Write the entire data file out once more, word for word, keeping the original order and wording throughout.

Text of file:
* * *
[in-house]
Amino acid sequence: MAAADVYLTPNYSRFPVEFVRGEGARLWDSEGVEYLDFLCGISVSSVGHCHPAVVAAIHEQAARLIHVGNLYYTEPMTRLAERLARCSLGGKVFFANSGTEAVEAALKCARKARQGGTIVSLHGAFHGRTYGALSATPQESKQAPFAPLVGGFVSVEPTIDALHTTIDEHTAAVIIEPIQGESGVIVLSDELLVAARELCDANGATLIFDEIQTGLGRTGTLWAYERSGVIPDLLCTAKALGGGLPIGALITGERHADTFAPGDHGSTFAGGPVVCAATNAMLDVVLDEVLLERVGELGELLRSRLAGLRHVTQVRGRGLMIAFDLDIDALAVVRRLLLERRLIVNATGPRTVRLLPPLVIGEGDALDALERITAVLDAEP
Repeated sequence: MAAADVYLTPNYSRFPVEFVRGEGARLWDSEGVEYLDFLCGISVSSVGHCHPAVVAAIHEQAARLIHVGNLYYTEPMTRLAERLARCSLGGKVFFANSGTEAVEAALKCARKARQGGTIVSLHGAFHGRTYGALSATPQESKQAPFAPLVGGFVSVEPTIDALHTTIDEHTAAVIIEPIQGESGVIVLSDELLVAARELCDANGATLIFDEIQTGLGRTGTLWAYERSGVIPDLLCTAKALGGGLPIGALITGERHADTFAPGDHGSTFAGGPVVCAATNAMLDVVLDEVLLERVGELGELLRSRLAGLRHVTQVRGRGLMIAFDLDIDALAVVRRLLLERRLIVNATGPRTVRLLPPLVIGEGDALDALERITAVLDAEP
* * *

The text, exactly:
[in-house]
Amino acid sequence: MAAADVYLTPNYSRFPVEFVRGEGARLWDSEGVEYLDFLCGISVSSVGHCHPAVVAAIHEQAARLIHVGNLYYTEPMTRLAERLARCSLGGKVFFANSGTEAVEAALKCARKARQGGTIVSLHGAFHGRTYGALSATPQESKQAPFAPLVGGFVSVEPTIDALHTTIDEHTAAVIIEPIQGESGVIVLSDELLVAARELCDANGATLIFDEIQTGLGRTGTLWAYERSGVIPDLLCTAKALGGGLPIGALITGERHADTFAPGDHGSTFAGGPVVCAATNAMLDVVLDEVLLERVGELGELLRSRLAGLRHVTQVRGRGLMIAFDLDIDALAVVRRLLLERRLIVNATGPRTVRLLPPLVIGEGDALDALERITAVLDAEP
Repeated sequence: MAAADVYLTPNYSRFPVEFVRGEGARLWDSEGVEYLDFLCGISVSSVGHCHPAVVAAIHEQAARLIHVGNLYYTEPMTRLAERLARCSLGGKVFFANSGTEAVEAALKCARKARQGGTIVSLHGAFHGRTYGALSATPQESKQAPFAPLVGGFVSVEPTIDALHTTIDEHTAAVIIEPIQGESGVIVLSDELLVAARELCDANGATLIFDEIQTGLGRTGTLWAYERSGVIPDLLCTAKALGGGLPIGALITGERHADTFAPGDHGSTFAGGPVVCAATNAMLDVVLDEVLLERVGELGELLRSRLAGLRHVTQVRGRGLMIAFDLDIDALAVVRRLLLERRLIVNATGPRTVRLLPPLVIGEGDALDALERITAVLDAEP